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Discussion Starter · #1 ·
I am trying to get my hands on some "raw" honey from bees who haven't been fed high fructose corn syrup. There is a large vendor online that states they only feeds their bees honey. They seem a tad bit shady because they only operate out of a warehouse that is closed to the public. It makes me wonder whats going on in there...Anyways, how could a beekeeper that ships many colonies to pollinate many different crops only rely on honey? Also, does the diet of the honey bee affect the honey in any way? I assumed it did, but now that I think about it, I am doubting it makes any difference.

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Why don't you go to a farmers market and find some small scale local honey?

I really can't think of any farming operation that is open to the public due to the liability of letting someone wander around there. There may be thousands of bees flying around that warehouse and it only takes one person that is allergic to stings to create a lawsuit.

The diet of the honey bee does affect the taste of the honey, its color, and its aroma.

Does the vendor offer his honey for sale locally or does he just sell in bulk to honey markets? The scale of his business may be great enough that would not be feasible to bottle and sell it in small jars and he ships it in bulk barrels to a bottler.

Find a local beekeeper and buy from them. He will be more than happy to explain his process to you.
 

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Funny story about about my "local beekeeper". He buys his honey in bulk and slaps on his own label and calls it his honey! I honestly thought that it was illegal to do so. As it turns out, its not the least bit illegal. Regarding the online vendor, they only sell jars and not any bulk containers. Not even five pound containers. I just didn't think it was possible to be a beekeeper without supplementing your bees' diet.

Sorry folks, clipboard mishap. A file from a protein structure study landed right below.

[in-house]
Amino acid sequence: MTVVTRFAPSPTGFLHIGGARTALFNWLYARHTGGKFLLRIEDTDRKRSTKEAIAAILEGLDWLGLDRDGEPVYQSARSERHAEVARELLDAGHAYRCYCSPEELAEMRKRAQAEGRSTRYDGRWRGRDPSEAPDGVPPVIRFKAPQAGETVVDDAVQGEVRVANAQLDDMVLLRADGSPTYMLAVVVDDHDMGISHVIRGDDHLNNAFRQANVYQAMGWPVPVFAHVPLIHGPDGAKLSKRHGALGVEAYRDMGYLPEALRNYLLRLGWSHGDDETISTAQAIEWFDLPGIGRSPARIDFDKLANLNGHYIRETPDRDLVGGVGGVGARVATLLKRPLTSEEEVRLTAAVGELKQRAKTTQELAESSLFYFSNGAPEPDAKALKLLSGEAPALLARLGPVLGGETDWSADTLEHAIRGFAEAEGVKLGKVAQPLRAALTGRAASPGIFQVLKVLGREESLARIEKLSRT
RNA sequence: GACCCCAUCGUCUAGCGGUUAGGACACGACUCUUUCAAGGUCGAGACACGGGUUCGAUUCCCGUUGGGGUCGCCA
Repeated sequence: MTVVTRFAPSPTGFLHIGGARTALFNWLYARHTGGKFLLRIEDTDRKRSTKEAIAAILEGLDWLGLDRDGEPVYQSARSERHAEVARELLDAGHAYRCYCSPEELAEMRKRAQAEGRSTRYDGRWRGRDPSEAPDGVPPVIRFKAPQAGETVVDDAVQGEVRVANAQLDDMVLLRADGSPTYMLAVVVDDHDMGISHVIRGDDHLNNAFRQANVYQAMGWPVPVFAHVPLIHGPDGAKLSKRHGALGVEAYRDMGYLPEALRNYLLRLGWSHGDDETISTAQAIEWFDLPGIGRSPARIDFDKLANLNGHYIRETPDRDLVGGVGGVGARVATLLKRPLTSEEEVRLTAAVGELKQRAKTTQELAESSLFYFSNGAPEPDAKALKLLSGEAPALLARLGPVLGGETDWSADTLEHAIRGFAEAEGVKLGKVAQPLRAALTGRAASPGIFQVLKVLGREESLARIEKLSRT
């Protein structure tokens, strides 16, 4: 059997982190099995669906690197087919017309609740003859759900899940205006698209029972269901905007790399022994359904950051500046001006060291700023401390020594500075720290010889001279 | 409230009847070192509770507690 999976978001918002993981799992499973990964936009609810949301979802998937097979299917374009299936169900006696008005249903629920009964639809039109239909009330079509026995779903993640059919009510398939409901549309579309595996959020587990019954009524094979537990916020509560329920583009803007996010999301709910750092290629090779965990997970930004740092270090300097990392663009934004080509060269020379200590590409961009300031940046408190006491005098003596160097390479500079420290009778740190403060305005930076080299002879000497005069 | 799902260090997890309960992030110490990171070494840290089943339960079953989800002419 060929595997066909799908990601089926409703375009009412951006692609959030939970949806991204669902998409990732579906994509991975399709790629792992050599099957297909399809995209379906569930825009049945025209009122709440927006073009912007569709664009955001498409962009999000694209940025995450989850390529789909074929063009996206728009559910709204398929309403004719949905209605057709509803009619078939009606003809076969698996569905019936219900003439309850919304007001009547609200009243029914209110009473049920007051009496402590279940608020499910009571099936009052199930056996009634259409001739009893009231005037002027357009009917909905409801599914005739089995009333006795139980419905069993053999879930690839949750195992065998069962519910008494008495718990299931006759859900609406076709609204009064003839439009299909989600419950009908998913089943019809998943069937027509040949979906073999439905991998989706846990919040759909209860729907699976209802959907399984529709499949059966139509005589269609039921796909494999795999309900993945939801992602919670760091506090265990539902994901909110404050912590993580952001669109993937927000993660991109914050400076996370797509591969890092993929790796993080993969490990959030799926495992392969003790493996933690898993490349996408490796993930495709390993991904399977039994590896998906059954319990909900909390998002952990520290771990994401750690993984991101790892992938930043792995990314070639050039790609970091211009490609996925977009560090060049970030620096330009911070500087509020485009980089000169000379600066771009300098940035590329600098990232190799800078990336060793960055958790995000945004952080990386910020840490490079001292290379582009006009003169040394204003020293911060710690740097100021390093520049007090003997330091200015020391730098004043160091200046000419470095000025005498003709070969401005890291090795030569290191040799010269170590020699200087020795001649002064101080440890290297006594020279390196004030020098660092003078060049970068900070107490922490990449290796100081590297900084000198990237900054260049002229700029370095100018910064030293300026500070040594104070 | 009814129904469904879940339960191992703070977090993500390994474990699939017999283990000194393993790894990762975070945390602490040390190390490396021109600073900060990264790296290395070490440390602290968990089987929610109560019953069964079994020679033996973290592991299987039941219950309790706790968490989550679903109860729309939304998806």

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I am trying to get my hands on some "raw" honey from bees who haven't been fed high fructose corn syrup. There is a large vendor online that states they only feeds their bees honey. They seem a tad bit shady because they only operate out of a warehouse that is closed to the public. It makes me wonder whats going on in there...Anyways, how could a beekeeper that ships many colonies to pollinate many different crops only rely on honey? Also, does the diet of the honey bee affect the honey in any way? I assumed it did, but now that I think about it, I am doubting it makes any difference.

Thanks
Trust your Spidey sense. As Robert DeNiro's character says in the movie "Ronin", "If there is doubt, there is no doubt." I say this regardless of whether what you report the beekeeper in question reportedly said is true and honest. You already doubt/question what he said to you and that is not a good way to start a business relationship.

On the other hand there is "Trust, but verify." What if the beekeeper in question does feed corn or sucrose syrup, but it does not show up in his honey? Buy enough of a quantity to have it tested and have it tested. Then you will know what is in his honey as far as the test goes. Lab tests have to test for specific properties.

I believe that deknow knows where to get testing done.
 

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Frankly I doubt there are any large scale commercial beekeepers in your area who actually feed honey to their bees, and only honey.

Just wondering if you confused what you read, do you have a link to the site, or a quote?
 

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Discussion Starter · #6 ·
I have no problem saying the name of the vendor, but I do not want to ruin their reputation in case the vendor is telling the truth. The warehouse is in New York which is freezing during the winter months. I am more than certain that sugar syrup or HFCS is involved in the equation here; not that there is anything wrong with sugar syrup but I prefer honesty. The website did not mention any information about the bees' diet, as most websites do not. So I asked and they said they only feed honey. I mean common'...ONLY honey? Wouldn't that be way too costly and inefficient?
 

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Some warehouse type operations in NY don't keep any bees, they just package honey.